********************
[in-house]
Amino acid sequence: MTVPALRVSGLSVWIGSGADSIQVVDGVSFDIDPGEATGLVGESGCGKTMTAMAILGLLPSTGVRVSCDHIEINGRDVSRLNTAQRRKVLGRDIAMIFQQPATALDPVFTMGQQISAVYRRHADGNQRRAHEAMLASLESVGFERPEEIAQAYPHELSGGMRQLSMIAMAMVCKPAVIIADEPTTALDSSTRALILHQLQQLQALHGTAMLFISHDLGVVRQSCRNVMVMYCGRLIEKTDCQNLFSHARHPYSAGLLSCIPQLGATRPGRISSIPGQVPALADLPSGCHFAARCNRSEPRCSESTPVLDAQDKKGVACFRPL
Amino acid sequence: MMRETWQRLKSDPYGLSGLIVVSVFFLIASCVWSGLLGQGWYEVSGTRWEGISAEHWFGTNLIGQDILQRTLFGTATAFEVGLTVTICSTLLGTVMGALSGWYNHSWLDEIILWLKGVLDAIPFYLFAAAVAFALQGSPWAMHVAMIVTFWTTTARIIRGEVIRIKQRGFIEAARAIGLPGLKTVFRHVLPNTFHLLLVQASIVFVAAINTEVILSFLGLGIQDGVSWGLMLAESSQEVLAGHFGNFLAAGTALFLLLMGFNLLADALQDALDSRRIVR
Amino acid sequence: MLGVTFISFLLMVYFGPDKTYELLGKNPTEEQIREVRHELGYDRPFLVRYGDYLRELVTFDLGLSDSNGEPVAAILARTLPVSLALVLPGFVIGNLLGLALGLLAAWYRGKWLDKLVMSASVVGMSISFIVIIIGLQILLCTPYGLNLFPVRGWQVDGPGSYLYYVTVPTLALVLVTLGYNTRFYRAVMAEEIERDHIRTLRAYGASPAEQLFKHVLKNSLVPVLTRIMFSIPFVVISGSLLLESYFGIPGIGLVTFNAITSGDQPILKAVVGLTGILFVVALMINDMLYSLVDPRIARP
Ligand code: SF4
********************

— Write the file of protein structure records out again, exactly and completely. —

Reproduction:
[in-house]
Amino acid sequence: MTVPALRVSGLSVWIGSGADSIQVVDGVSFDIDPGEATGLVGESGCGKTMTAMAILGLLPSTGVRVSCDHIEINGRDVSRLNTAQRRKVLGRDIAMIFQQPATALDPVFTMGQQISAVYRRHADGNQRRAHEAMLASLESVGFERPEEIAQAYPHELSGGMRQLSMIAMAMVCKPAVIIADEPTTALDSSTRALILHQLQQLQALHGTAMLFISHDLGVVRQSCRNVMVMYCGRLIEKTDCQNLFSHARHPYSAGLLSCIPQLGATRPGRISSIPGQVPALADLPSGCHFAARCNRSEPRCSESTPVLDAQDKKGVACFRPL
Amino acid sequence: MMRETWQRLKSDPYGLSGLIVVSVFFLIASCVWSGLLGQGWYEVSGTRWEGISAEHWFGTNLIGQDILQRTLFGTATAFEVGLTVTICSTLLGTVMGALSGWYNHSWLDEIILWLKGVLDAIPFYLFAAAVAFALQGSPWAMHVAMIVTFWTTTARIIRGEVIRIKQRGFIEAARAIGLPGLKTVFRHVLPNTFHLLLVQASIVFVAAINTEVILSFLGLGIQDGVSWGLMLAESSQEVLAGHFGNFLAAGTALFLLLMGFNLLADALQDALDSRRIVR
Amino acid sequence: MLGVTFISFLLMVYFGPDKTYELLGKNPTEEQIREVRHELGYDRPFLVRYGDYLRELVTFDLGLSDSNGEPVAAILARTLPVSLALVLPGFVIGNLLGLALGLLAAWYRGKWLDKLVMSASVVGMSISFIVIIIGLQILLCTPYGLNLFPVRGWQVDGPGSYLYYVTVPTLALVLVTLGYNTRFYRAVMAEEIERDHIRTLRAYGASPAEQLFKHVLKNSLVPVLTRIMFSIPFVVISGSLLLESYFGIPGIGLVTFNAITSGDQPILKAVVGLTGILFVVALMINDMLYSLVDPRIARP
Ligand code: SF4